Why are Office REITs Selling Their Office Buildings?

Mack Cali recently announced that it was selling its suburban office portfolio to Keystone Property Group, a privately owned real estate company headquartered in Bala Cynwyd. Mack Cali retained some land for future multi-family development and plans to invest the proceeds in additional multi-family projects. This is not a unique transaction in today’s real estate industry. Brandywine and Liberty Property Trust have sold off significant suburban office products in secondary and tertiary markets over the past few years and, like Mack Cali, Brandywine is investing more and more in multi-family opportunities. What do they know that we don’t know?

Everyone knows that the most important attribute of real estate is “location, location, location.” Good assets in prime markets like Radnor, Conshohocken and Bala Cynwyd will lease at good rates. They are well located near the homes of executives and have good access to public transportation. It’s the other markets that have institutional investors worried. The long term trends for other than the top commercial assets and markets do not look good.

Most suburban office parks that were built 20 years ago contemplated parking ratios of 3.5-4 spots per 1,000sf of office space. Space was cheap so companies tended to dole it out to their employees in generous quantities. With low density occupancy levels, parking was never a problem. That’s no longer the case. Cost conscious companies are consuming less and less space per employee thereby driving up densities. That means existing parking fields will not be able to accommodate many of today’s corporate users. This is especially true in markets like Horsham and Ft. Washington which lack good access to public transportation. Most employees drive to work. To address this, landlords will need to build structured parking (i.e., decks) or paint smaller stalls if they want to attract tomorrow’s tenants.

With corporate America consuming less space (through more open planning, fewer offices, telecommuting and the like), and negligible new job creation to increase demand for space, the savvy real estate owners see a surplus of space on the horizon. When supply outstrips demand, there is a flight to quality (i.e., Class A space in primary markets) and the secondary and tertiary markets suffer. The apparent strength of the office market in Center City, despite these corporate trends, is really a deception. Rents have stabilized, in large part, because so much office space is being taken off the market and being repurposed as multi-family (the AAA building, 260 S Broad, 1515 Walnut among others), institutional (new performing arts charter school at Three Franklin Plaza) or leased by the ever expanding health care systems and universities (170,000sf by Drexel at Three Parkway). Without these repositionings, the Center City office market would be in distress.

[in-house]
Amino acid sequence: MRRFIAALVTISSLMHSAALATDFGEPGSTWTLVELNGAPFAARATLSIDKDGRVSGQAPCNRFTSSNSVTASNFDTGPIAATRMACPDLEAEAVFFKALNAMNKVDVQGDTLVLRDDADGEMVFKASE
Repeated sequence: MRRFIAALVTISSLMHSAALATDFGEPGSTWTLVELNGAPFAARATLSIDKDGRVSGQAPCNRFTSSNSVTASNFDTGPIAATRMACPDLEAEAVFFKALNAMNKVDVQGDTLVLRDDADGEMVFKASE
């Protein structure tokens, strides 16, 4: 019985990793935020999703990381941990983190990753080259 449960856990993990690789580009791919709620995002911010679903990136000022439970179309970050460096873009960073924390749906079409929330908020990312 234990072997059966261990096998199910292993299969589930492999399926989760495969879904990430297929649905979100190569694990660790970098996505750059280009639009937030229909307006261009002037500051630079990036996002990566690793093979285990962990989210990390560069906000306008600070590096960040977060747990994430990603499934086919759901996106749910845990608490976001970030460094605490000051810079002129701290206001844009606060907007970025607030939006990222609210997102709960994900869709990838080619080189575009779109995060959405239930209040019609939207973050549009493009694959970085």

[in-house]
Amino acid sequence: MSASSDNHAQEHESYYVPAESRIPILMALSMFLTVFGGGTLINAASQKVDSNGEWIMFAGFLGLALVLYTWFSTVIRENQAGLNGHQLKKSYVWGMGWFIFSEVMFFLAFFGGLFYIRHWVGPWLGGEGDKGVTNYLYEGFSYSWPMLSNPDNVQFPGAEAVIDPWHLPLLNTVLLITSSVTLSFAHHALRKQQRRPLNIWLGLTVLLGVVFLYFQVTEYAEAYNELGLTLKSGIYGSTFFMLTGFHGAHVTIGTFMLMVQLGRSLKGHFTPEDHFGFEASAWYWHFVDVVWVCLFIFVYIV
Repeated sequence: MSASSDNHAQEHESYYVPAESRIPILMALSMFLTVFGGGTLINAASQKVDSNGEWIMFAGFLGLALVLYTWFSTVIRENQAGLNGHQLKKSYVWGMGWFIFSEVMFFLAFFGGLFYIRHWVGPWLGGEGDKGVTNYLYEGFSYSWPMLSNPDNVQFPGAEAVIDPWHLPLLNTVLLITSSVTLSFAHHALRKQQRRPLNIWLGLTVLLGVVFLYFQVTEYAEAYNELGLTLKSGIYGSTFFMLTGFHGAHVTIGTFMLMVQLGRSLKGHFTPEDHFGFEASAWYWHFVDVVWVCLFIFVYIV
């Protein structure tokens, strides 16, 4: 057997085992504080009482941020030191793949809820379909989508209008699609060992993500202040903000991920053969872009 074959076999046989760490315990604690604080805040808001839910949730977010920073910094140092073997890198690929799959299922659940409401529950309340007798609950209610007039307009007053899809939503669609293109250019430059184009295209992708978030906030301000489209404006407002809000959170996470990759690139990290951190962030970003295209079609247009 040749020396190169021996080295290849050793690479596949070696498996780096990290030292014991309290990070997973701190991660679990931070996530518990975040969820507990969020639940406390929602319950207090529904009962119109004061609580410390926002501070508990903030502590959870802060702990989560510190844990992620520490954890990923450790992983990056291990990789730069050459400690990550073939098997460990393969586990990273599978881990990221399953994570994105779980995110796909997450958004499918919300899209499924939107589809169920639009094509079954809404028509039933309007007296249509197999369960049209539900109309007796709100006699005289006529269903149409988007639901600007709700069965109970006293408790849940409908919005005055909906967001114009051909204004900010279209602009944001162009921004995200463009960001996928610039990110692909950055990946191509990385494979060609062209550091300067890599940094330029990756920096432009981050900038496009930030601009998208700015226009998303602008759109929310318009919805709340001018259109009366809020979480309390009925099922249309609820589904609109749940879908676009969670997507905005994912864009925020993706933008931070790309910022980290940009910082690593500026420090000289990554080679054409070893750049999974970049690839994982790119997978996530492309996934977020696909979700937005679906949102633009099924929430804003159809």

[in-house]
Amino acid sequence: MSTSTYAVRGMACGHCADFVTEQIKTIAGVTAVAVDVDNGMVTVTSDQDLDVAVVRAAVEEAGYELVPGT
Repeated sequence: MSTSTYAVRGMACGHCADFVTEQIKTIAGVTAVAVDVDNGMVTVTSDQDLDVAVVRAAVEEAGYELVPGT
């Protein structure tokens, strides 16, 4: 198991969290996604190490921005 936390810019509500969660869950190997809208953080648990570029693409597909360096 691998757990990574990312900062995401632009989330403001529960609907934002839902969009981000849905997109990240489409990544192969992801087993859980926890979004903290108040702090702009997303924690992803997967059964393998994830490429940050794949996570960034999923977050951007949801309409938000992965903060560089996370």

The bad news is that we may be quickly approaching the saturation point for multi-family as rents appear to be stabilizing even as thousands of new units are in the pipeline to arrive over the next 12-24 months. Just as the condominium bubble burst several years ago when too much space was converted to that use, the same will happen with rental units. Sooner or later, the office market will feel the pain of these trends as the inventory will stabilize but demand continues to shrink. Many companies who have been in their space for 10 or more years under less efficient space programs will shed their excess space as their leases come up for renewal and they adopt more current standards. In the law firm community , Ballard Spahr, Drinker Biddle, Reed Smith and others have already collectively shed over 100,000sf of space in the past 18 months.

What does this mean for tenants? There will be bargains in the future for other than the top assets and core markets. What does this mean for landlords? They’ll need to find ways to either control their market exposure or diversify their risk. Firms like Mack Cali and Brandywine are already doing both. To control their market exposure, they are concentrating their holdings in top flight assets in certain primary markets. For example, Brandywine now has dominant positions in the Class A market in Radnor and Conshohocken and the trophy market in Center City Philadelphia. This enables them to influence the market and minimize competition for their type of asset. Further, by investing more and more in multi-family, they can perhaps minimize the pain that will come when the office market bottoms out.

A lot can be learned about the future by watching what smart people do today. When the top owners and developers of office buildings become sellers and start investing in other asset classes, they are telling us something; and we should be listening.

For more information contact Glenn Blumenfeld http://www.tactix.com/team.php#Glenn

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